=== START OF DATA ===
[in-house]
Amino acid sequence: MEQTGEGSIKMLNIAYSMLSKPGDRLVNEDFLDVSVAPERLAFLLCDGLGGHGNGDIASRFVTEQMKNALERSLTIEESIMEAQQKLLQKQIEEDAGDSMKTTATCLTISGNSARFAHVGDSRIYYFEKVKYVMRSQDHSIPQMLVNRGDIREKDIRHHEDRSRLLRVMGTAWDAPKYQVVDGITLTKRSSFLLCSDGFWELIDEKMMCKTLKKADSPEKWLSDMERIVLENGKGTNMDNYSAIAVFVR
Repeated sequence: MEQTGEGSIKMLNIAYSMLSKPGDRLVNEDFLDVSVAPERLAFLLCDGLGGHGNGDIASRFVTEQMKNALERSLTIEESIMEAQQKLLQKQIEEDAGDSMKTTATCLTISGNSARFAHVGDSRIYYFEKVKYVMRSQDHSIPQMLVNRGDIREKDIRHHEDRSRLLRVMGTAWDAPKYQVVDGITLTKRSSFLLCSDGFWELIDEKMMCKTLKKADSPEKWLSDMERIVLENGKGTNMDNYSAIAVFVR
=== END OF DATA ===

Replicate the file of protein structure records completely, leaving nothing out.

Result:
[in-house]
Amino acid sequence: MEQTGEGSIKMLNIAYSMLSKPGDRLVNEDFLDVSVAPERLAFLLCDGLGGHGNGDIASRFVTEQMKNALERSLTIEESIMEAQQKLLQKQIEEDAGDSMKTTATCLTISGNSARFAHVGDSRIYYFEKVKYVMRSQDHSIPQMLVNRGDIREKDIRHHEDRSRLLRVMGTAWDAPKYQVVDGITLTKRSSFLLCSDGFWELIDEKMMCKTLKKADSPEKWLSDMERIVLENGKGTNMDNYSAIAVFVR
Repeated sequence: MEQTGEGSIKMLNIAYSMLSKPGDRLVNEDFLDVSVAPERLAFLLCDGLGGHGNGDIASRFVTEQMKNALERSLTIEESIMEAQQKLLQKQIEEDAGDSMKTTATCLTISGNSARFAHVGDSRIYYFEKVKYVMRSQDHSIPQMLVNRGDIREKDIRHHEDRSRLLRVMGTAWDAPKYQVVDGITLTKRSSFLLCSDGFWELIDEKMMCKTLKKADSPEKWLSDMERIVLENGKGTNMDNYSAIAVFVR